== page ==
Follow my blog with Bloglovin

Beauty Destroyed For A Greater Treasure

IMG_0757So much about life overflows with goodness! My husband rests in the next room, four years after his ordeal with cancer and a heart attack. Yesterday we enjoyed a romantic day exploring the Rose Kennedy Greenway in Boston, taking beautiful photographs  like this one. And now, as I sit at my computer blogging, I hear the songs of birds outside the living room window.

Yet beautiful afternoons like yesterday and today can’t compare with the new heavens and the new earth that will come after the Lord destroys this present universe.

10 But the day of the Lord will come like a thief, and then the heavens will pass away with a roar, and the heavenly bodies will be burned up and dissolved, and the earth and the works that are done on it will be exposed.
11 Since all these things are thus to be dissolved, what sort of people ought you to be in lives of holiness and godliness, 12  waiting for and hastening the coming of the day of God, because of which the heavens will be set on fire and dissolved, and the heavenly bodies will melt as they burn! 13 But according to his promise we are waiting for new heavens and a new earth in which righteousness dwells. ~~2 Peter 3:10-13 (ESV)

As I listened to the hope-filled speeches at the Republican National Convention last night,  my emotions tempted me to believe that voting for Donald Trump really could “make America great again.” Doubtless, next week’s Democratic Convention will cause Hillary Clinton’s supporters to experience similar feelings of hope. Our world will get better, we assure ourselves. We’ll make it a beautiful place for our grandchildren.  And for their grandchildren.

Despite all the beauty and promise in this present world, however, the horrible infection of sin permeates it, seeping even into churches that claim to believe the Bible. Instead of fleeing from immorality, we sanction same sex marriage. Instead of running to God’s Word as a lamp to our feet and a light to our paths (Psalm 119:105), we resort to subjective spiritual experiences and “Christian” psychology. Instead of accepting that America compromised whatever Christian principles it may have held with the false teachings of Freemasonry, Deism and whatever it was Jefferson believed, we join with Mormons and Catholics to “restore our nation to it’s Biblical roots.”

We cling to this world. I agree that our present world has pockets of tremendous beauty, such as John and I savored on the Greenway yesterday. This world, however, is beyond repair.The environmentalists may pass all the laws they want in order to protect endangered species and fight global warming, but look back at the text. The Lord, finally unleashing His righteous wrath, promises to consume the entire universe by causing it to  burn itself up. This world that we insist that we can preserve and improve is, in God’s estimation, temporary and destined to burn like rubbish.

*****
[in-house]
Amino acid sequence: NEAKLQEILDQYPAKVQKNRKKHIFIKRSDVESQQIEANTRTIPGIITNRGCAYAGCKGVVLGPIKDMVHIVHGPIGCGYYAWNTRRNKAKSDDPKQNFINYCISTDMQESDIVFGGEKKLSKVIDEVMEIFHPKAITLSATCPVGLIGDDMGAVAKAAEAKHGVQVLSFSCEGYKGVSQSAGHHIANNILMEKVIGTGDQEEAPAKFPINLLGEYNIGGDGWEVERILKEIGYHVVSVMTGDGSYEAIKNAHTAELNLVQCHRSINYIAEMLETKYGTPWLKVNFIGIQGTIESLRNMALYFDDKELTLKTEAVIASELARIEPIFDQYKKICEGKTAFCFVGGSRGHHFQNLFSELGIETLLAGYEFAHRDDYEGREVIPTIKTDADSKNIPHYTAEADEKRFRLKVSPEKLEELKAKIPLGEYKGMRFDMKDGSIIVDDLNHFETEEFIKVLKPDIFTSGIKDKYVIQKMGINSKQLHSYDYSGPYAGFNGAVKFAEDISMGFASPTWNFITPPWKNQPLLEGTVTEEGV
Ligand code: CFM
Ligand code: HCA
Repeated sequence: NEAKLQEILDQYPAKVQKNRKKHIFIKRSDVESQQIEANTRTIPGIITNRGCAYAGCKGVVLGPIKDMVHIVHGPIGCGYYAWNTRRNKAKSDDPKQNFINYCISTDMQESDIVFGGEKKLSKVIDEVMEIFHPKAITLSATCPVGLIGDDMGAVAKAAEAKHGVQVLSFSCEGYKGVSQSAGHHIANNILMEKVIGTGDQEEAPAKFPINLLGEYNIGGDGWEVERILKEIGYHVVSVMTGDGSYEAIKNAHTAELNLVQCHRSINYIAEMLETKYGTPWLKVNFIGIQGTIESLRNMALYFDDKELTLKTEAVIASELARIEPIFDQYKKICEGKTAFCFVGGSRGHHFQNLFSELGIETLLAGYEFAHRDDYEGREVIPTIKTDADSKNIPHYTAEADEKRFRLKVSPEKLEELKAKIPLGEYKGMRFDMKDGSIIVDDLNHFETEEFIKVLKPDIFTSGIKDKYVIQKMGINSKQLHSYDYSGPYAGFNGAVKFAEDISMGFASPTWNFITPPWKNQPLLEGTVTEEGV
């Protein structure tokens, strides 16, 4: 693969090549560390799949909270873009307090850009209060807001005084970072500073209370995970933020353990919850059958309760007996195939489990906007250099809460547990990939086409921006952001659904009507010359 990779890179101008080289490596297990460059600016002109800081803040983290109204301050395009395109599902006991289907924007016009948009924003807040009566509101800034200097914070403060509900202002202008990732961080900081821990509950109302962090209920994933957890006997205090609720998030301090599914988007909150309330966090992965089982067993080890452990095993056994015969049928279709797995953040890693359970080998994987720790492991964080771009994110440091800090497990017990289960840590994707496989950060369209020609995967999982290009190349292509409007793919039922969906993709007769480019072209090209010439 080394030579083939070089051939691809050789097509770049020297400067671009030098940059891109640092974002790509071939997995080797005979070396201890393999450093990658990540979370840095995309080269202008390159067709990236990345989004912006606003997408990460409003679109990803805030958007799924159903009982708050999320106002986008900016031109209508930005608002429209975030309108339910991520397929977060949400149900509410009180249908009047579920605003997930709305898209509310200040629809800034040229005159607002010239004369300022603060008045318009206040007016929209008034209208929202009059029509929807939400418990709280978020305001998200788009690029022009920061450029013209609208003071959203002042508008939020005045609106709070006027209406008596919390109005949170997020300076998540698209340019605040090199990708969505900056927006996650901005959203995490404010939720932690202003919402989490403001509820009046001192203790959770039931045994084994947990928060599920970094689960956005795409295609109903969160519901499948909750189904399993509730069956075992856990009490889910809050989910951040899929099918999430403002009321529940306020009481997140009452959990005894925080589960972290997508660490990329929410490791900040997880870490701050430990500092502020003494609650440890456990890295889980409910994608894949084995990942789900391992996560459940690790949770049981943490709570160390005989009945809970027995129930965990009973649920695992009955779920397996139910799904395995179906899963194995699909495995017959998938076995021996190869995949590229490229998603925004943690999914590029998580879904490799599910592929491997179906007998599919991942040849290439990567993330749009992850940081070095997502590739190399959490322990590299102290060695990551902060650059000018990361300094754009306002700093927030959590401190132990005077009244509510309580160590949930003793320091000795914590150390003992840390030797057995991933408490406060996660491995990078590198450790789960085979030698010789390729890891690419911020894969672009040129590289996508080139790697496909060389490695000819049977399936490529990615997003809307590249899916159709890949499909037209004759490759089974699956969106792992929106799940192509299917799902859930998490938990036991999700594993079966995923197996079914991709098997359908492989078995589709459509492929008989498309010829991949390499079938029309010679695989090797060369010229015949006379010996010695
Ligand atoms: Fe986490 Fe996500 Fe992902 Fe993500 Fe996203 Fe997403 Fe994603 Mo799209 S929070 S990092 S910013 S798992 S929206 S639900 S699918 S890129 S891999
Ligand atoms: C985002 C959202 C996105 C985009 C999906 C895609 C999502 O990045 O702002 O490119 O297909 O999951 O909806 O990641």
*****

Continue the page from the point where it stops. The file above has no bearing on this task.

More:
One day, the Lord will come bringing judgment, dissolving the universe to replace it with new heavens and a new earth. Holiness will characterize this new realm, and all will worship and adore Jesus without the distractions of sin. How much more beautiful His Kingdom will be than this present creation, which bears the scars of sickness, poverty and sin! In destroying the universe as we know it, the Lord will bring in a restored creation far more beautiful than we can imagine. Best of all, that Kingdom will be permeated with His glorious beauty!

Appreciating the blessings of this life may demonstrate thankfulness to God. And such thankfulness pleases Him. But we err when we invest too much in the here-and-now, forgetting that our treasure lies in spending eternity praising and adoring the Lord Jesus Christ in holiness. How wonderful that we can begin living holy lives now.

 
Follow my blog with Bloglovin

Saturday Sampler–May 22 Through May 28

Rose SamplerWeekends have gotten more complicated for me in terms of blogging, through I can’t really figure out why. So I thought I’d try giving you a sampling of various articles that interest me throughout each week. I enjoy seeing what other people read, so maybe you’d like exploring articles that spark my interest. Perhaps the Lord will use one or two of these blog posts to encourage or challenge you.

Let’s start with But Please, Don’t Call Me A Discernment Blogger. Okay, I’m humbled by this one! I’m still wrestling with its implications for this blog.

The Backside Blessings of Blogging resonated with me. I’ve personally enjoyed each of these blessings.

I loved the balance and Biblical firmness in Global warming and climate change –recent developments and a call to discernment.

Don’t miss Why I Am Not A Roman Catholic by Tim Challies.

Elizabeth  Prata offers The Master’s Seminary’s Strange Fire Q/A on whether or not cessationists “pick and choose” which gifts of the Spirit still operate.

Pulpit & Pen raises concerns that American Christians may idolize the idea of religious liberty. Check out their article, Worshiping Religious Liberty: SBC joins mosque building effort. Wow…talk about compromise!

Theology for Girls gives us B.B. Warfield’s teaching, Paul on Women Speaking in the Church that challenges even me.It’s something to take us back into Scripture.

Pastor Jeremy Garber (who serves the church I belong to) preached this convicting sermon on Mary’s Worship, Part 1 last Sunday. I look forward to Part 2 tomorrow!

Follow my blog with Bloglovin